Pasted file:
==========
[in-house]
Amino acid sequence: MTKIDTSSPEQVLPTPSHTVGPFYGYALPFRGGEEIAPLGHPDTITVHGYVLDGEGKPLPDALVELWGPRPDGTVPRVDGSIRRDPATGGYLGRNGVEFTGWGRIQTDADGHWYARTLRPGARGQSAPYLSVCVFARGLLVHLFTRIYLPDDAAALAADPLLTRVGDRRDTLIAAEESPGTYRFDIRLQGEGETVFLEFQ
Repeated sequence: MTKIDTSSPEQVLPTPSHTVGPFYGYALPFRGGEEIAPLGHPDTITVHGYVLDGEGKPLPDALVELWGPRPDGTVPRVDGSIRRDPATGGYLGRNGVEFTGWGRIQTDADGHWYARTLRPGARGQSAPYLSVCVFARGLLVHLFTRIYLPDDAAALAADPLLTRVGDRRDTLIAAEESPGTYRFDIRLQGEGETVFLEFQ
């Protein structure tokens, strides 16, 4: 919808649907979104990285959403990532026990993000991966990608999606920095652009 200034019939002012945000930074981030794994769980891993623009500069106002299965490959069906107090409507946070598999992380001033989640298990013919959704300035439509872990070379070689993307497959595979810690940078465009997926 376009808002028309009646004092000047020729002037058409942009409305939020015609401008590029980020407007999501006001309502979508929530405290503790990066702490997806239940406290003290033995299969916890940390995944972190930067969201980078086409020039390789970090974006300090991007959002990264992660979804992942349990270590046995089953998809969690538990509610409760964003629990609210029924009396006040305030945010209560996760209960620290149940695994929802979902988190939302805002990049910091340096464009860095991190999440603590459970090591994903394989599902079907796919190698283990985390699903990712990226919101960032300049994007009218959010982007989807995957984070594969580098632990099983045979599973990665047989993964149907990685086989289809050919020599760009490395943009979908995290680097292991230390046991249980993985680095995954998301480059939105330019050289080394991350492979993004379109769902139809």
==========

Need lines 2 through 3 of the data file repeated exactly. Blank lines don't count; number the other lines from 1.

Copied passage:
Amino acid sequence: MTKIDTSSPEQVLPTPSHTVGPFYGYALPFRGGEEIAPLGHPDTITVHGYVLDGEGKPLPDALVELWGPRPDGTVPRVDGSIRRDPATGGYLGRNGVEFTGWGRIQTDADGHWYARTLRPGARGQSAPYLSVCVFARGLLVHLFTRIYLPDDAAALAADPLLTRVGDRRDTLIAAEESPGTYRFDIRLQGEGETVFLEFQ
Repeated sequence: MTKIDTSSPEQVLPTPSHTVGPFYGYALPFRGGEEIAPLGHPDTITVHGYVLDGEGKPLPDALVELWGPRPDGTVPRVDGSIRRDPATGGYLGRNGVEFTGWGRIQTDADGHWYARTLRPGARGQSAPYLSVCVFARGLLVHLFTRIYLPDDAAALAADPLLTRVGDRRDTLIAAEESPGTYRFDIRLQGEGETVFLEFQ